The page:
Northern Ireland’s inability to draw down almost one quarter of the £1 billion confidence and supply funding commitment secured from the Treasury in 2017 has raised questions as to whether unallocated funding will now be available for broadband, severe deprivation and mental health.
Monies thought to have been ringfenced for dealing with some of Northern Ireland’s most pressurised services back in 2017 appear to have been subsumed by the latest financial package to support the restoration of power-sharing at Stormont. Longer term (funding allocated over five years) projects identified in the confidence and supply agreement such as broadband, severe deprivation and mental health will now most likely rely on the prerogative of the Executive if they are to see the planned investment realised.
Finance Minister Conor Murphy disputed with Whitehall the level of funding he deemed necessary to implement the various ambitions of the New Decade, New Approach deal prior to the UK Budget announcement in early March.
As a result, ambiguity has arisen between the Department of Finance and the Executive’s other related departments over the monies’ availability in the context of the new funding package.
Murphy, whose Sinn Féin party, along with the Northern Ireland Assembly’s other main parties, signed up to the restoration of the institutions with limited details around the scale of the financial contributions planned by the British Government, was instantly critical of the £2 billion package offered to the Executive, believing that it fell far short of what was needed.
In a ‘factsheet’ published by the Department of Finance in the wake of the British Government’s package announcement, the Department indicated its belief that only £760 million of the £2 billion package was deemed ‘new funding’. The Department estimated that £1 billion can be accounted for from future Barnett consequential, regardless of New Decade, New Approach, and £240 million was provided from undrawn confidence and supply funding.
The £240 million outstanding from the £1 billion confidence and supply funding was highlighted following a written question in December 2019 by House of Lords peer Peter Hennessey to the Northern Ireland Office, seeking a breakdown of the funds allocated to Northern Ireland in support of the confidence and supply agreement of 2017.
The response showed that while £763 million had been drawn down to cover the areas given in a two-year allocation in the agreement, the shortfall appeared in areas that had been identified as five-year investments (£150 million broadband/£60 million severe deprivation/ £30 million mental health).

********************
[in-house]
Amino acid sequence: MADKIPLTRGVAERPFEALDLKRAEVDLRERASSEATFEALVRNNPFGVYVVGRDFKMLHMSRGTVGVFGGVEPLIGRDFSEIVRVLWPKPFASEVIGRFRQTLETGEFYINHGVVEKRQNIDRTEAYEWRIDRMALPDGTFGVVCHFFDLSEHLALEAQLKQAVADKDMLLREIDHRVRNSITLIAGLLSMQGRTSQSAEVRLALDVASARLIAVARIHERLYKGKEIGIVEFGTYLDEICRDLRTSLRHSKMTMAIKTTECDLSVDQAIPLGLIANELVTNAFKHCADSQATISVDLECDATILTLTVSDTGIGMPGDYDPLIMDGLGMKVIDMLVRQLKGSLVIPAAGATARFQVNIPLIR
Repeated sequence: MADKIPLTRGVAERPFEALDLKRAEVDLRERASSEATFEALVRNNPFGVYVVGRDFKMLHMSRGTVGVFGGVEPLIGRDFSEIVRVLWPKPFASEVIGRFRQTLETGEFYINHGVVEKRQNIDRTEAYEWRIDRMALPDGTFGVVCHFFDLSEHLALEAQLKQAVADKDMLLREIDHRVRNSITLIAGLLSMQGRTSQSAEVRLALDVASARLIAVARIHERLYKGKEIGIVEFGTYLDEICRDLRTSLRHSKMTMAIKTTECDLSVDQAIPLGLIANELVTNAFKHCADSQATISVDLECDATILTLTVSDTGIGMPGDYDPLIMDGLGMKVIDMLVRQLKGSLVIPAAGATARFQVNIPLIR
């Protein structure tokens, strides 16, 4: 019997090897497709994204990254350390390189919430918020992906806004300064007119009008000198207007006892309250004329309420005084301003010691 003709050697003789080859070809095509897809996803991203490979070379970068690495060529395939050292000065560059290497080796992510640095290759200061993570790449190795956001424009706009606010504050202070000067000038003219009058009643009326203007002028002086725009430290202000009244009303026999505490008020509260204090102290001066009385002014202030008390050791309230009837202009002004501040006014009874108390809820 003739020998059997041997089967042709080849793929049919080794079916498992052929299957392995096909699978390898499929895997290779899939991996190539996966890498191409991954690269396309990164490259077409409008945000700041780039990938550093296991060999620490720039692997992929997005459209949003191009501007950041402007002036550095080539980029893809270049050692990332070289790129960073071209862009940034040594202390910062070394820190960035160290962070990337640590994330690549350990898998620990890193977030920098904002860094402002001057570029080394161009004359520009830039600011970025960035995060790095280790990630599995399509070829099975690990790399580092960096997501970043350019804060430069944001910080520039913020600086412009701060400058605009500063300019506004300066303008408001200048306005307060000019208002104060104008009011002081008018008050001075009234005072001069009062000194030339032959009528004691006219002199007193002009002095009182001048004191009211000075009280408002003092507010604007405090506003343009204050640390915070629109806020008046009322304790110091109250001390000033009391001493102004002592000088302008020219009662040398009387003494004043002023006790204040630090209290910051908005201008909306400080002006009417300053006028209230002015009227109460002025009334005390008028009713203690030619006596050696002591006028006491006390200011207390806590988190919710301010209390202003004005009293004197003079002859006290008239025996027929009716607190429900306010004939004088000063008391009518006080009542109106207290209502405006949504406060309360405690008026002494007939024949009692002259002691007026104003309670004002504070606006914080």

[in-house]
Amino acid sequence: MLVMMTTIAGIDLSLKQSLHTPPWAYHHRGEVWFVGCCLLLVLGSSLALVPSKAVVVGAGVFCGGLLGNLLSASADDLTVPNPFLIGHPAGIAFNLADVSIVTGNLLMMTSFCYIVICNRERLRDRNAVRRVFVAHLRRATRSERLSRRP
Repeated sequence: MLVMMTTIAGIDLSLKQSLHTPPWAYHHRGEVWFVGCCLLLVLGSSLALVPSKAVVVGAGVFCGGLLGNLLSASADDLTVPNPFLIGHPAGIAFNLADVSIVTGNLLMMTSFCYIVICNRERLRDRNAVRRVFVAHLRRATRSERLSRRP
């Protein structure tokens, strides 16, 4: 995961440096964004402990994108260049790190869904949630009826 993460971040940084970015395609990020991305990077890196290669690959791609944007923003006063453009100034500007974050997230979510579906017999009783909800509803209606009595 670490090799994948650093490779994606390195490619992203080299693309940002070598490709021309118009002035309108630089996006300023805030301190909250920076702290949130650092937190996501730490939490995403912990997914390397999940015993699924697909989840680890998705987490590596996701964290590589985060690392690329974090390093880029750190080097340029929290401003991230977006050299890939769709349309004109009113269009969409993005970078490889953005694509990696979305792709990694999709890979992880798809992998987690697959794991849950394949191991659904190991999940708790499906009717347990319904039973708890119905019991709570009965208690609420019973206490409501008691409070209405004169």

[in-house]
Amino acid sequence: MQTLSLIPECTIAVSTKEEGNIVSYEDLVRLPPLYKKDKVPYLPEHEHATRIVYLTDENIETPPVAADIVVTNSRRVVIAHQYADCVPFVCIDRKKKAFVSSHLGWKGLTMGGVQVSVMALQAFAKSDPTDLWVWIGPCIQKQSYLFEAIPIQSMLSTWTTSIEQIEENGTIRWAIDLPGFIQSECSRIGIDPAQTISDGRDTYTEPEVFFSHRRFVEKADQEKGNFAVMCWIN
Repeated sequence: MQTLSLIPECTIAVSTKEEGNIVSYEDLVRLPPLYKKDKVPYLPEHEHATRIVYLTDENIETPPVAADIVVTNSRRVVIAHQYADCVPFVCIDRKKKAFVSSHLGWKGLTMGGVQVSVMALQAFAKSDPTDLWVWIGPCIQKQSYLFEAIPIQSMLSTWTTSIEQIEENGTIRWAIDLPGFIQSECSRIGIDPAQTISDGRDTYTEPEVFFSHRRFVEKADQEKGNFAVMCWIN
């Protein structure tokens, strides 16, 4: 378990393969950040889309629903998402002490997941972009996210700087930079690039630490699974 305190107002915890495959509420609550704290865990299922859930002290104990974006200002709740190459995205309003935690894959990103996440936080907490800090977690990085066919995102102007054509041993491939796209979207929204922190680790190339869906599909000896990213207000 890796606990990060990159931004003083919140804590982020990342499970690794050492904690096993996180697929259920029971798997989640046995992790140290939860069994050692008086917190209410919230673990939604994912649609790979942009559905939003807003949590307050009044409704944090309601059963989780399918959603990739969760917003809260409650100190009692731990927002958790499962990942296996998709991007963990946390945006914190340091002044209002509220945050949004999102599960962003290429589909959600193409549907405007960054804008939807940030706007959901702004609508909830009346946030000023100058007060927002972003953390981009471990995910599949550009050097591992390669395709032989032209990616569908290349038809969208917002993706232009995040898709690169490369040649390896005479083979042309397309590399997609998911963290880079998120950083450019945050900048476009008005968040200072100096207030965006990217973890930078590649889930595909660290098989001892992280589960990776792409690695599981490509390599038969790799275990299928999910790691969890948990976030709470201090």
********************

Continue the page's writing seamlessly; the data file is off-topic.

Project Stratum, the Executive’s aim to improve broadband connectivity by extending infrastructure to almost 80,000 premises across Northern Ireland has the smallest allocation (£3 million) to date in comparison to the £150 million commitment made under the confidence and supply agreement.
However, even the £3 million, which the Department for the Economy says was a capital allocation for 2019/20, has now been re-profiled across the financial years to 2023/24. The Department explained that no capital expenditure has been incurred to date and no capital costs will be incurred on the project until after the contract award, expected in mid-2020.
Asked whether the full funding would be available, a Department spokesperson said: “The full £150 million has been profiled across the financial years to 2023/24. The availability of the funding is unaffected by the New Decade, New Approach agreement.”
However, the statement by the Department for the Economy appears at odds with the Department of Finance’s factsheet, which in describing the money as “undrawn” highlights its inclusion within the wider £2 billion package.
When asked for clarity, a Department of Finance spokesperson said: “Discussions are ongoing on the financial package including the restoration of the remaining confidence and supply funding. Broadband remains a key priority for the Executive.”
When the contrast was highlighted to the Department for the Economy, the Department’s response appeared to suggest a shift in its understanding. “We fully expect the Executive to provide the funding for this project and we are working on that basis,” the latest statement read.
It appears that the unallocated funds will now be issued to the Executive as part of the New Decade, New approach financial package, with the Executive then faced with the decision as to whether to reaffirm the financial commitment. Such a decision will have to be balanced against other pressing priorities when the Northern Ireland budget plan is revealed at the end of March.